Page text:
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Crypto Custodian Fireblocks Raises $550 Million At $8 Billion Valuation

The unprecedented influx of institutional capital into crypto last year elevated cryptocurrency custodian Fireblocks to the ranks of unicorns.

Backed by the likes of BNY Mellon, Sequoia Capital and Coatue, in July the New York-based startup, which helps exchanges, trading desks, banks and hedge funds issue, store and move about $215 billion worth of digital assets a month, nabbed a $2 billion valuation, raising $310 million in Series D funding.#

Today, the blockchain firm is being valued at $8 billion on the back of a $550 million Series E venture capital round, co-led by D1 Capital Partners and Spark Capital, with participation from General Atlantic, Index Ventures, Mammoth, CapitalG (Alphabet’s independent growth fund), and Altimeter among others.

Notably, Fireblocks had continued to raise capital even as crypto and equity markets were plunging amid concerns over the Fed’s imminent interest rate hike. According to CEO and co-founder Michael Shaulov, the fundraise, first reported in December at $400 million, closed only a week ago.

With the fresh capital, Fireblocks is planning to “heavily invest in innovation for DeFi, NFTs and payments,” including possible acquisitions, says Shaulov. Earlier this month, Fireblocks became the first whitelister for Aave Arc, a permissioned version of the popular DeFi lending platform Aave, where all participating institutions are required to undergo Know Your Customer (KYC) verification. In this role, Fireblocks runs due diligence on institutions that are looking to lend or borrow crypto assets through the platform.

Additionally, the funds should help the company “catch up” with its rapidly growing client base, which went from 150 to 800 institutional customers in the span of a year. Among the most notable are BNYMellon, Revolut, Galaxy Digital, Crypto.com, BlockFi and eToro. Since its inception in 2018, Fireblocks’ platform has transferred over $2 trillion in digital assets and amassed $45 billion in custody.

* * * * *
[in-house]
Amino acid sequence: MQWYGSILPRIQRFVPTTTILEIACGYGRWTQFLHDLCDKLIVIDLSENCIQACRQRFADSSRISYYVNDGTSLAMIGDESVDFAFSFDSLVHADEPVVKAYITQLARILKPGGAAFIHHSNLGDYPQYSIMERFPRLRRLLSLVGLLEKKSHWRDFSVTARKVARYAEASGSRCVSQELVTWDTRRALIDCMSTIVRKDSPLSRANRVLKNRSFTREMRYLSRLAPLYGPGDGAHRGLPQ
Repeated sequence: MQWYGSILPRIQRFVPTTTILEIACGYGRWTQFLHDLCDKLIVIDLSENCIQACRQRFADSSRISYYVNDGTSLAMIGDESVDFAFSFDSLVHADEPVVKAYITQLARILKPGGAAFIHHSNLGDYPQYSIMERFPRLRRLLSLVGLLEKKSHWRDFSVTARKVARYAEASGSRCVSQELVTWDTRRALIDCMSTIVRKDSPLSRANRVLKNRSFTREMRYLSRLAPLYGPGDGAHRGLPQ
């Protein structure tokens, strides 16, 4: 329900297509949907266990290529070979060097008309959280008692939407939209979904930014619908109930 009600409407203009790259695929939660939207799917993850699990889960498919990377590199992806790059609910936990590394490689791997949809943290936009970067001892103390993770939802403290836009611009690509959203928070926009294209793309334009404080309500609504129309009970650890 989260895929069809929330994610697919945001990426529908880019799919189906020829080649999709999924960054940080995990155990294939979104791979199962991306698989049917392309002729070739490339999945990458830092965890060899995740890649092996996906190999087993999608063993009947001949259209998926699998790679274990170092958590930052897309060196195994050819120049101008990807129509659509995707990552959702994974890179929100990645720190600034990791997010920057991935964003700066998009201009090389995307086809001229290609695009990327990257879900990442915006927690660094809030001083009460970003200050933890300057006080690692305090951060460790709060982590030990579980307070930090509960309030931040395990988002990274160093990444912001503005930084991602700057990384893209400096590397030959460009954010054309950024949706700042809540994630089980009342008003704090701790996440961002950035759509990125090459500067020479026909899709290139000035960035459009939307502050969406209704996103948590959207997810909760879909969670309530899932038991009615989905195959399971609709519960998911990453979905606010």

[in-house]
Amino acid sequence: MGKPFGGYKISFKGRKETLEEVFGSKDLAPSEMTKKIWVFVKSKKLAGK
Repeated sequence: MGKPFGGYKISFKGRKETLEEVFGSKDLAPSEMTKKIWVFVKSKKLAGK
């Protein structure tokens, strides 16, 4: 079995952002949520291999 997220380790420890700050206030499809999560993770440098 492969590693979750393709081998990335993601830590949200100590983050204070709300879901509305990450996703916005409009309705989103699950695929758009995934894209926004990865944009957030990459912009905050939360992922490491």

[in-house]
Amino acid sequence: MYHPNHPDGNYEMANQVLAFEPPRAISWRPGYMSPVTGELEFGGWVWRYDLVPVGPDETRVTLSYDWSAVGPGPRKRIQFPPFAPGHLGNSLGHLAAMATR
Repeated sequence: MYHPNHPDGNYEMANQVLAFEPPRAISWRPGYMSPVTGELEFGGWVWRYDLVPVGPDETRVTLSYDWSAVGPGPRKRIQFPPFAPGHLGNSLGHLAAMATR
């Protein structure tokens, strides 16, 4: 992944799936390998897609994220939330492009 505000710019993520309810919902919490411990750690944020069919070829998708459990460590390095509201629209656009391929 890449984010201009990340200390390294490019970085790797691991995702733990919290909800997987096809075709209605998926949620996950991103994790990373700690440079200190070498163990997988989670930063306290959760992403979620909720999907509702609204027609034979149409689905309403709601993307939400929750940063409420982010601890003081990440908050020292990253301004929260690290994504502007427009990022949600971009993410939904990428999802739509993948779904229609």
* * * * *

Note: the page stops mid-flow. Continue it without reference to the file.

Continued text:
Its custodial offering is known for the use of a novel form of wallet security called multi-party computation (MPC). With MPC, private keys no longer need to be stored in one single place, eliminating an issue referred to as a “single point of compromise.” Instead, the private key gets broken up into shares and split among multiple parties, who will each compute their part of the key without revealing their private data.

The company claims to offer support for 1,000 cryptocurrencies across more than 20 blockchains. Just a few days ago, it also added support for Solana, Ethereum competitor billed as one of the fastest so-called Layer 1 blockchains. “There are quite a few other projects we are looking to support from a roadmap standpoint,” Shaulov noted, naming NEAR and Tron as possible additions.

Last year, the firm partnered with payments platform First Digital Assets Group to build the infrastructure that could enable financial institutions to plug into Diem, Meta’s ill-known cryptocurrency project that initially sought to create a digital coin backed by a basket of fiat currencies. Those efforts have not meaningfully materialized, Shaulov shared,—largely due to the setbacks Diem has faced. The Diem Association, the consortium Meta (formerly Facebook) founded to oversee the initiative, is reportedly winding down and selling its technology for about $200 million.

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